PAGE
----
During World War II (1939 – 1945), the docks at Barry were used to import war materials. A ring of barrage balloons protected the docks. One was located on the Mole and one was beside Barry Island Station.

The very first air raid in Barry was in April 1941. German bombs fell and hit houses at the West End of Barry and Barry Road areas. Incendiary bombs also fell over the Moors at Cadoxton and Porthkerry Park.

Reports state that a fight between a German plane and a Spitfire could be seen from Victoria Park in Cadoxton.

The U.S. Army built a large camp in the spring of 1942, to house the troops that serviced the docks. The 517 Port Battalion which consisted of about a thousand men in four companies, moved to Hayes Lane Camp in September 1943.

On the outskirts of Barry, U.S. Army Supply Depot G-40 – Thanks to the RAF and Welsh Office!

A U.S. Army presence in Barry in 1944

A United States Army jeep parked outside the US officers’ quarters at the General Supply Depot G-40, Barry. The photograph, thought to have been taken in January 1944, is believed to portray an American officer. Captain Jimmy Karkanes is seen walking away from the vehicle. In the background we see the Bristol Channel with shipping waiting to enter Barry Docks. G-40 played an important role in supplying the US Army in South Wales before D Day and then in France after June 6th.

This photo was taken by Captain, later a Major, William M Lyons. He was the US Army Distribution Officer at the depot. The building with the sea view became part of HMS Cambria in more recent times

Americans in Wales – WWII

Wales housed more than its fair share of these exuberant and sometimes brash young men who were, in the opinion of many, “over paid, over sexed – and over here”.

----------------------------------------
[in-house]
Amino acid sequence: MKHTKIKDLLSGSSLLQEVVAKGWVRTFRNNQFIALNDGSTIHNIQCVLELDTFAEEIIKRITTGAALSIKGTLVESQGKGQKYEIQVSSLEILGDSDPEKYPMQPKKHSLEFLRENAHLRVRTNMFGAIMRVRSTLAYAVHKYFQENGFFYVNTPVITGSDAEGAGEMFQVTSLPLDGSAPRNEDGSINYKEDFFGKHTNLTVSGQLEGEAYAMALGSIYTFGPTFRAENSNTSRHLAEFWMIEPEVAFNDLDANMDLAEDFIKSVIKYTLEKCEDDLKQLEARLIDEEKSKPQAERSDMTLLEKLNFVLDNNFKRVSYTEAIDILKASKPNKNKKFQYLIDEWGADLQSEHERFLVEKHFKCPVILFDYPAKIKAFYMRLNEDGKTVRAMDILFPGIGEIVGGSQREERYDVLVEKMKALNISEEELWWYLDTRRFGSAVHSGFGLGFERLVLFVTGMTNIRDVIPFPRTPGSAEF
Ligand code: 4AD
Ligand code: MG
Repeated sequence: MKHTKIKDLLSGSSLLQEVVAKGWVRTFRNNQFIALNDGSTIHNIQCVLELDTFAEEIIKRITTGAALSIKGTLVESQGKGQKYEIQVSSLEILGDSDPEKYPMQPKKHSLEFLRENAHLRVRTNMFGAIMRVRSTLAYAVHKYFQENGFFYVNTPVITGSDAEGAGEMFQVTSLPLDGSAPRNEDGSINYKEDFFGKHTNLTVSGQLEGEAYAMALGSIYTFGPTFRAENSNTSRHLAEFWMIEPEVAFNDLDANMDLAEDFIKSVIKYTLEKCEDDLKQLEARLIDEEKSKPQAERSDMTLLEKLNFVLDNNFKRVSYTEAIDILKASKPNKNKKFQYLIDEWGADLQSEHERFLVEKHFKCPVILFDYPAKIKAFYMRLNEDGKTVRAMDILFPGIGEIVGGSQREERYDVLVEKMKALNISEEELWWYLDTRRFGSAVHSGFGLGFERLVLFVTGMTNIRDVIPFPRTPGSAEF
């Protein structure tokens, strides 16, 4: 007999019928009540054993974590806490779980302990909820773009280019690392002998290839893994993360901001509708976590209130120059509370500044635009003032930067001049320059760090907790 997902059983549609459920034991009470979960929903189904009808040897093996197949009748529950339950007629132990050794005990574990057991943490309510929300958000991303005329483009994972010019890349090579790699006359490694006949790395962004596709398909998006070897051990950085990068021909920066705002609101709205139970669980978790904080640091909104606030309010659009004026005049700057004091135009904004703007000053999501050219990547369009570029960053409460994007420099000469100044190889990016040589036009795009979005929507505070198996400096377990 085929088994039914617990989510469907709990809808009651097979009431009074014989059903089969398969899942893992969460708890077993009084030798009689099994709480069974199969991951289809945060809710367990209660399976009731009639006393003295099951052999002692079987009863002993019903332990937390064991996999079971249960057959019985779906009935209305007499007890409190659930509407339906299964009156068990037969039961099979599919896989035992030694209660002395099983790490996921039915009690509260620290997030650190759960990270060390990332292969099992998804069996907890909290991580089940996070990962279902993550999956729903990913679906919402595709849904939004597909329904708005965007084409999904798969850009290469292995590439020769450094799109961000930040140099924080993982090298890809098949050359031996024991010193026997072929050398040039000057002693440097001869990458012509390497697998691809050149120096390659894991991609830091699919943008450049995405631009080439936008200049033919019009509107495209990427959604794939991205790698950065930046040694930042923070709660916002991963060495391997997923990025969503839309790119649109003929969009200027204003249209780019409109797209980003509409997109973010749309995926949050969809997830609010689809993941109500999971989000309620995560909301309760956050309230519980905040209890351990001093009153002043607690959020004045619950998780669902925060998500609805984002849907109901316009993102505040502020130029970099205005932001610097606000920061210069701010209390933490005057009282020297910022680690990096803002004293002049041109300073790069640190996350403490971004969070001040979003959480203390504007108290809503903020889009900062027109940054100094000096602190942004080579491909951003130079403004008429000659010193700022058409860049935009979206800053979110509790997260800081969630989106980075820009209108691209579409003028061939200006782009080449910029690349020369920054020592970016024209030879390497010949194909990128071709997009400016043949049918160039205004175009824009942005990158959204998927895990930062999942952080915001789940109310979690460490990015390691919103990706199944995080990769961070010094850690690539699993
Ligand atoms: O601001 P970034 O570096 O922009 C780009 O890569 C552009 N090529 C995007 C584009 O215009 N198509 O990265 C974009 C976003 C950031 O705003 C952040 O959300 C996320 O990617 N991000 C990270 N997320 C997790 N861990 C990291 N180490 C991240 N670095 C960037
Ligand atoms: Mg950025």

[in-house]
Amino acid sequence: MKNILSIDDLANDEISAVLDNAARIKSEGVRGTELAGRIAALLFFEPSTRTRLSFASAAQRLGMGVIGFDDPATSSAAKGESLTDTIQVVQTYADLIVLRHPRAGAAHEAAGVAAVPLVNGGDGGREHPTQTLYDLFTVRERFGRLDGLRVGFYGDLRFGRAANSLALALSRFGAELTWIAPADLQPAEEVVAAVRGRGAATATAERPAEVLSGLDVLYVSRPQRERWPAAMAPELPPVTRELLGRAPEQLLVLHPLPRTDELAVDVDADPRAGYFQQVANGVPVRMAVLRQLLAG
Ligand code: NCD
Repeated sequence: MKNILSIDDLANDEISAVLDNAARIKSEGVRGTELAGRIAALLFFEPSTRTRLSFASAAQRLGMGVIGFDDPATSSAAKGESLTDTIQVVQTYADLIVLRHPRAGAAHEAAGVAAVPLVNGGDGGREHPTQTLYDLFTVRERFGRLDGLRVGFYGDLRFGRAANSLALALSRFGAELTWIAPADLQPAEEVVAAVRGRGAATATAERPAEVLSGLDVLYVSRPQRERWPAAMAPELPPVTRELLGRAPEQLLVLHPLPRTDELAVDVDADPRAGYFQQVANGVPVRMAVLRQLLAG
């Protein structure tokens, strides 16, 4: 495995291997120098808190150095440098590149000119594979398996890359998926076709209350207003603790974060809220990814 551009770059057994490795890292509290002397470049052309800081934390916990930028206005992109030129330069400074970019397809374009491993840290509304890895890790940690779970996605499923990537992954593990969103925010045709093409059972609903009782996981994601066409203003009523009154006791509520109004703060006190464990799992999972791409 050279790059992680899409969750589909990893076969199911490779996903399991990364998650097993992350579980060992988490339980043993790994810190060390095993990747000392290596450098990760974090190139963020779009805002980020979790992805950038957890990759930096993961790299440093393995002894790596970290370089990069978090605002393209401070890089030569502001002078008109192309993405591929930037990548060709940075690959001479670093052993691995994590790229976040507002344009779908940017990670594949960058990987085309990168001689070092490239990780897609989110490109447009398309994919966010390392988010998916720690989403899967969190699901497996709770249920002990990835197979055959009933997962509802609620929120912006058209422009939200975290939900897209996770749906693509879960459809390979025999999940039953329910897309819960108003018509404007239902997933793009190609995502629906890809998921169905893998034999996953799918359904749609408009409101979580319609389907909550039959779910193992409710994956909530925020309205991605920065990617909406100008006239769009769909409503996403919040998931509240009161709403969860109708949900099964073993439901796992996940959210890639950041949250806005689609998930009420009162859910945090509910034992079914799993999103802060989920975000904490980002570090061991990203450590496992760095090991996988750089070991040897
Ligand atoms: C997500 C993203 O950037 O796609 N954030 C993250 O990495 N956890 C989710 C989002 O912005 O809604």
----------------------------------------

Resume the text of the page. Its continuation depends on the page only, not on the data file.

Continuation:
The “over sexed” comment was, perhaps, appropriate as there were over seventy thousand GI brides in Britain by the end of the war. Even a small South Wales town like Barry produced no fewer than fifty six of them!

There was virtually no part of Wales that did not see American troops, and the constant children’s cry of “Got any gum chum?” was heard on streets in towns as varied as Aberystwyth, Haverfordwest, Abergavenny, Swansea and Cardiff.

It was not just chewing gum that the Yanks gave away – the Americans were incredibly generous, wherever they were stationed. As D-Day approached, they happily presented the locals with cans of chicken, sides of beef or ham and tins of coffee, giving them out to anyone in need. For the people of Wales, who had been suffering from food rationing for several years, they were welcome gifts.

Barry, then an important port, became a huge hub for American Servicemen, with over forty ships eventually leaving the port to take part in the D-Day landings. They built a camp in the part of town known as Highlight, and used to take children from Cadoxton to picture shows, picking them up in their enormous six-wheeled army lorries. Never mind the cinema – for many of the Welsh children this journey was the highlight of the whole affair.

It was not all fun and games in Barry, however, and the ugly spectre of racism did rear its head on a number of occasions. Thompson Street in the town was eventually placed “out of bounds”, after an American complained that he had seen a black soldier being served in one of the clubs in the area.

The club owners and the Town Council, well used to serving men of all races and colours – this was a dock area, after all – refused to ban black soldiers, and the American senior staff took exception and refused their soldiers permission to even walk down the street.

In category:Barry at War